News fashioned by the people in charge, the corporations and your government. Each week, we cover the stories that are just left out of the US propaganda machine.
"The international group of right-wingers who staged the coup d'état against the democratic government of Honduras on 28 June are watching their plot fast unravel.
For some of the plotters it is their second attempt to overthrow an elected reformist government in Latin America: the group includes prominent figures involved in the 2002 ousting of President Hugo Chavez of Venezuela, who was kidnapped for 48 hours and sent to a Caribbean island before being restored to office after widespread popular protest...
The focus of attention in the campaign against Mr Zelaya is now on the office of Senator John McCain, the defeated US presidential candidate, who is chairman of the IRI, takes an interest in telecoms affairs in the US Congress and has benefited handsomely from campaign contributions from US telecoms companies - which are said to have funded the abortive 2002 coup against Mr Chavez."
-->The US public is being left completely in the dark as far as Honduras. It takes a British newspaper to reveal the inner workings of the US government's support for the military coup there. Clinton and Obama won't even call it a coup, the the NY Times talks about "rivals" for power. Meanwhile, the US continues military aid to the generals, and keeps training the Honduran military in the School of the Americas. To get an accurate view of Honduras, you have to look at media outside this country.
"For the winning punters chancing their luck at Hawaiian Gardens' charity bingo hall in the heart of one of California's poorest towns, the big prize is $500. The losers walk away with little more than an assurance that their dollars are destined for a good cause.
But the real winners and losers live many thousands of miles away, where the profits from the nightly ritual of numbers-calling fund what critics describe as a form of ethnic cleansing by extremist organizations.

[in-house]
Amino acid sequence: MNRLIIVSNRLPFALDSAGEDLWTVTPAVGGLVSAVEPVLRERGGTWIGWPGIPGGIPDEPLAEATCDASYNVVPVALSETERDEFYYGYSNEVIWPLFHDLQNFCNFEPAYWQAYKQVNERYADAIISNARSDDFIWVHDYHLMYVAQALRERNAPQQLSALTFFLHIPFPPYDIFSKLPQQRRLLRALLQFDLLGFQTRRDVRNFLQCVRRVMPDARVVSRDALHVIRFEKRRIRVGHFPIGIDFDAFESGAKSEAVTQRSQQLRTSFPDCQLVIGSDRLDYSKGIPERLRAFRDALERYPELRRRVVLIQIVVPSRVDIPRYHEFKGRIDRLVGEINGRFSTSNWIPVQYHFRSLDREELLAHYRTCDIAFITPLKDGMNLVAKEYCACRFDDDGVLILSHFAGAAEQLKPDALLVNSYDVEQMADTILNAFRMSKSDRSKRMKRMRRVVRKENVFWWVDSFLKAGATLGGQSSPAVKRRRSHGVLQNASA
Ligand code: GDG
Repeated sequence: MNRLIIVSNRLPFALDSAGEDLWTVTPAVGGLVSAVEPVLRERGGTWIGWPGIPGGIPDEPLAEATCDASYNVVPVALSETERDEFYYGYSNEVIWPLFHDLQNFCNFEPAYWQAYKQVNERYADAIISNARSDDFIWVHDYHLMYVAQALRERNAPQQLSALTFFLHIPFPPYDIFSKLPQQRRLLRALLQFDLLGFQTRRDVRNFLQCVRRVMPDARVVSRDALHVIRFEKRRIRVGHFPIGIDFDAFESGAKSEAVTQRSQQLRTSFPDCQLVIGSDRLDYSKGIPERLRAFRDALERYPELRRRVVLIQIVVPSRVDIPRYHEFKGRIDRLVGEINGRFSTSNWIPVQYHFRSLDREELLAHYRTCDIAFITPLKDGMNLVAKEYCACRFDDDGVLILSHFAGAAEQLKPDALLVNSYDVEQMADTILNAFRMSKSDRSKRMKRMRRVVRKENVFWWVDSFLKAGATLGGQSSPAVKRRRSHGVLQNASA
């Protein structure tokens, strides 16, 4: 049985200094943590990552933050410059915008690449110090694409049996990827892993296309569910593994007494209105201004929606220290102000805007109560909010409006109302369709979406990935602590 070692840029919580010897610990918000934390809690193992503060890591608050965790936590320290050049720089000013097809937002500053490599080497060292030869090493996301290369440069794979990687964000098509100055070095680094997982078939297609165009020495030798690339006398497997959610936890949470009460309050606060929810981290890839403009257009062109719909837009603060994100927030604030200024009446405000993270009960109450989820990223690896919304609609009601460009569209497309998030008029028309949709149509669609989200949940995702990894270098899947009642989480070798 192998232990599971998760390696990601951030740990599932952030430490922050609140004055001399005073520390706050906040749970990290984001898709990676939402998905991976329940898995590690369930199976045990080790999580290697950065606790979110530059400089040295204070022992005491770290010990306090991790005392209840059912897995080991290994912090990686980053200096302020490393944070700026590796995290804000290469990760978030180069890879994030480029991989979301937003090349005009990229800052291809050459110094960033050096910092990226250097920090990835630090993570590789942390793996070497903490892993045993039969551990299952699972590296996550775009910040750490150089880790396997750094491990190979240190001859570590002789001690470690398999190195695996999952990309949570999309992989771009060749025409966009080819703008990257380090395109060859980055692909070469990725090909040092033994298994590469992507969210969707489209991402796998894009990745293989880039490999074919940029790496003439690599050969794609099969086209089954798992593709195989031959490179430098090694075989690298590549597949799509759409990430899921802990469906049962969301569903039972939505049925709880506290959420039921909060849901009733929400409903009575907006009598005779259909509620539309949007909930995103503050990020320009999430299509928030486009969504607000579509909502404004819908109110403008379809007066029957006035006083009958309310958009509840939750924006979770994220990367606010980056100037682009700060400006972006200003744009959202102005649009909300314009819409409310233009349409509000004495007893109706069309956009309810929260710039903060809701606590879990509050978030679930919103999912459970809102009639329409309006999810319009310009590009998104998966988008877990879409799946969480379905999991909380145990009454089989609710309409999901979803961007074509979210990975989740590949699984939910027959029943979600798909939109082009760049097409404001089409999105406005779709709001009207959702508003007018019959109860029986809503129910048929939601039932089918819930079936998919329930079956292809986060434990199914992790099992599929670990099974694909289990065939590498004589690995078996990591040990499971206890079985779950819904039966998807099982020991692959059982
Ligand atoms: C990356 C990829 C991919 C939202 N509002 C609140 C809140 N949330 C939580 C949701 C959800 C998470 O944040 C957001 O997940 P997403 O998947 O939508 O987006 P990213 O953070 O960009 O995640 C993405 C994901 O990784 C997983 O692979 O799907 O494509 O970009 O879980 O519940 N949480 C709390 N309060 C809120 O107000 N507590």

Each dollar spent on bingo by the mostly Latino residents of Hawaiian Gardens, on the outskirts of Los Angeles, helps fund Jewish settlements on Palestinian land in some of the most sensitive areas of occupied East Jerusalem, particularly the Muslim quarter of the old city, and West Bank towns such as Hebron where the Israeli military has forced Arabs out of their properties in their thousands.
Over the past 20 years, the bingo hall has funnelled tens of millions of dollars in to what its opponents — including rabbis serving the Hawaiian Gardens area — describe as an ideologically-driven strategy to grab land for Israel, as well as contributing to influential American groups and think tanks backing Israel's more hawkish governments.
-->Again, it takes a foreign paper to reveal the extent of US tax exempt support of the settlements in the West Bank. Muslim charities are shut down while Zionist ones escape any regulation at all. And you certainly won't read about it in the NY Times.
"Joseph Stiglitz and Linda J. Bilmes: Adding up the true costs of two wars...
U.S. barely has begun to face the enormous financial bill for the war. By our accounting, the U.S. has already spent $1 trillion on operations and related defense spending, with more to come -- and it will cost perhaps $2 trillion more to repay the war debt, replenish military equipment and provide care and treatment for U.S. veterans back home. Many of the wounded will require indefinite care for brain and spinal injuries. Disability payments are ramping up and will grow higher for decades. The stress of extended, multiple tours to Iraq means that a whole generation of U.S. military men and women may now be suffering from long-term mental health issues. The suicide rate in the Army is at its highest level since record-keeping began.
This wartime spending undoubtedly has been a major contributor to our present economic collapse. The U.S. has waged an expensive war as if it required little or no economic sacrifice, funding the conflict by massive borrowing. As we've observed in the past, you can't spend $3 trillion on a reckless foreign war and not feel the pain at home."
-->The NY Times rarely covers Joseph Stiglitz because his view often bring up the unpleasantness of empire. Paul Krugman was writing about his own newspaper when he blogged recently: "Joe Stiglitz stands out because in addition to being on the progressive wing, he’s also, as I said, a giant among academic economists. But I think the real story is more about excluded points of view than excluded people."